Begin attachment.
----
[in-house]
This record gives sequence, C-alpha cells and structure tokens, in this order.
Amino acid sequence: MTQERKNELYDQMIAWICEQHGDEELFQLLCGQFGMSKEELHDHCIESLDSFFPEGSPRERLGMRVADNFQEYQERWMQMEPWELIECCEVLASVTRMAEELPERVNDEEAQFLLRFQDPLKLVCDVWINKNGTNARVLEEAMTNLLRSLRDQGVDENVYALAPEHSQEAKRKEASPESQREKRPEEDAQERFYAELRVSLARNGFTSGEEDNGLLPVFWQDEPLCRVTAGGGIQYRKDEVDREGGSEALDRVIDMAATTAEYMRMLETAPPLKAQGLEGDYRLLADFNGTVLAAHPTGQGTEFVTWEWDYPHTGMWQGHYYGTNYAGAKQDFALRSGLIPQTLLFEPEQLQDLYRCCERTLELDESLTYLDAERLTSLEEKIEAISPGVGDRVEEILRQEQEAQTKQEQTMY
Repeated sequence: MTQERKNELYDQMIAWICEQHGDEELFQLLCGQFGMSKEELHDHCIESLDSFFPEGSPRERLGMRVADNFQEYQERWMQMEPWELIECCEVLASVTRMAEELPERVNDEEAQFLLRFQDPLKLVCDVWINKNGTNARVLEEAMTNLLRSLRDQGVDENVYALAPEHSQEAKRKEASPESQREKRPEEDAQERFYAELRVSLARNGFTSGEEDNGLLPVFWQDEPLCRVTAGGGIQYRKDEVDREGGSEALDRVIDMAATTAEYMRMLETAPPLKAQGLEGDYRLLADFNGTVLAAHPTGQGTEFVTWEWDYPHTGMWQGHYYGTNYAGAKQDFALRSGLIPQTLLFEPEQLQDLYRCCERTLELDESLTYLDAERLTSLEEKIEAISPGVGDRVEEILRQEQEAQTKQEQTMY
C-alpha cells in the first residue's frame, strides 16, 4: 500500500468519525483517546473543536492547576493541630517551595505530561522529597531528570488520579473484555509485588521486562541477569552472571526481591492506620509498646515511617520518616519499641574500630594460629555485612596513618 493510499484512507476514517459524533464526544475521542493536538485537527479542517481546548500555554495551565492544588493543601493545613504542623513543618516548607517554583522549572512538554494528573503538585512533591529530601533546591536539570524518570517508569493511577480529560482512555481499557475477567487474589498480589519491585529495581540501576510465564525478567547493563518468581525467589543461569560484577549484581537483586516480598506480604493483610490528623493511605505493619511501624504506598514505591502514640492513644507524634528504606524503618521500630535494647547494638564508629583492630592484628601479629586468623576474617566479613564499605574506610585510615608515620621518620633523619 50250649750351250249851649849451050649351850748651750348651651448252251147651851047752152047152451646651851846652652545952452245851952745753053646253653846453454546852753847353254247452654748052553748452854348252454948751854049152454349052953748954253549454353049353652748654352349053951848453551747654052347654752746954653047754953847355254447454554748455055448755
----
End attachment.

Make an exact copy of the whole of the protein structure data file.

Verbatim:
[in-house]
This record gives sequence, C-alpha cells and structure tokens, in this order.
Amino acid sequence: MTQERKNELYDQMIAWICEQHGDEELFQLLCGQFGMSKEELHDHCIESLDSFFPEGSPRERLGMRVADNFQEYQERWMQMEPWELIECCEVLASVTRMAEELPERVNDEEAQFLLRFQDPLKLVCDVWINKNGTNARVLEEAMTNLLRSLRDQGVDENVYALAPEHSQEAKRKEASPESQREKRPEEDAQERFYAELRVSLARNGFTSGEEDNGLLPVFWQDEPLCRVTAGGGIQYRKDEVDREGGSEALDRVIDMAATTAEYMRMLETAPPLKAQGLEGDYRLLADFNGTVLAAHPTGQGTEFVTWEWDYPHTGMWQGHYYGTNYAGAKQDFALRSGLIPQTLLFEPEQLQDLYRCCERTLELDESLTYLDAERLTSLEEKIEAISPGVGDRVEEILRQEQEAQTKQEQTMY
Repeated sequence: MTQERKNELYDQMIAWICEQHGDEELFQLLCGQFGMSKEELHDHCIESLDSFFPEGSPRERLGMRVADNFQEYQERWMQMEPWELIECCEVLASVTRMAEELPERVNDEEAQFLLRFQDPLKLVCDVWINKNGTNARVLEEAMTNLLRSLRDQGVDENVYALAPEHSQEAKRKEASPESQREKRPEEDAQERFYAELRVSLARNGFTSGEEDNGLLPVFWQDEPLCRVTAGGGIQYRKDEVDREGGSEALDRVIDMAATTAEYMRMLETAPPLKAQGLEGDYRLLADFNGTVLAAHPTGQGTEFVTWEWDYPHTGMWQGHYYGTNYAGAKQDFALRSGLIPQTLLFEPEQLQDLYRCCERTLELDESLTYLDAERLTSLEEKIEAISPGVGDRVEEILRQEQEAQTKQEQTMY
C-alpha cells in the first residue's frame, strides 16, 4: 500500500468519525483517546473543536492547576493541630517551595505530561522529597531528570488520579473484555509485588521486562541477569552472571526481591492506620509498646515511617520518616519499641574500630594460629555485612596513618 493510499484512507476514517459524533464526544475521542493536538485537527479542517481546548500555554495551565492544588493543601493545613504542623513543618516548607517554583522549572512538554494528573503538585512533591529530601533546591536539570524518570517508569493511577480529560482512555481499557475477567487474589498480589519491585529495581540501576510465564525478567547493563518468581525467589543461569560484577549484581537483586516480598506480604493483610490528623493511605505493619511501624504506598514505591502514640492513644507524634528504606524503618521500630535494647547494638564508629583492630592484628601479629586468623576474617566479613564499605574506610585510615608515620621518620633523619 50250649750351250249851649849451050649351850748651750348651651448252251147651851047752152047152451646651851846652652545952452245851952745753053646253653846453454546852753847353254247452654748052553748452854348252454948751854049152454349052953748954253549454353049353652748654352349053951848453551747654052347654752746954653047754953847355254447454554748455055448755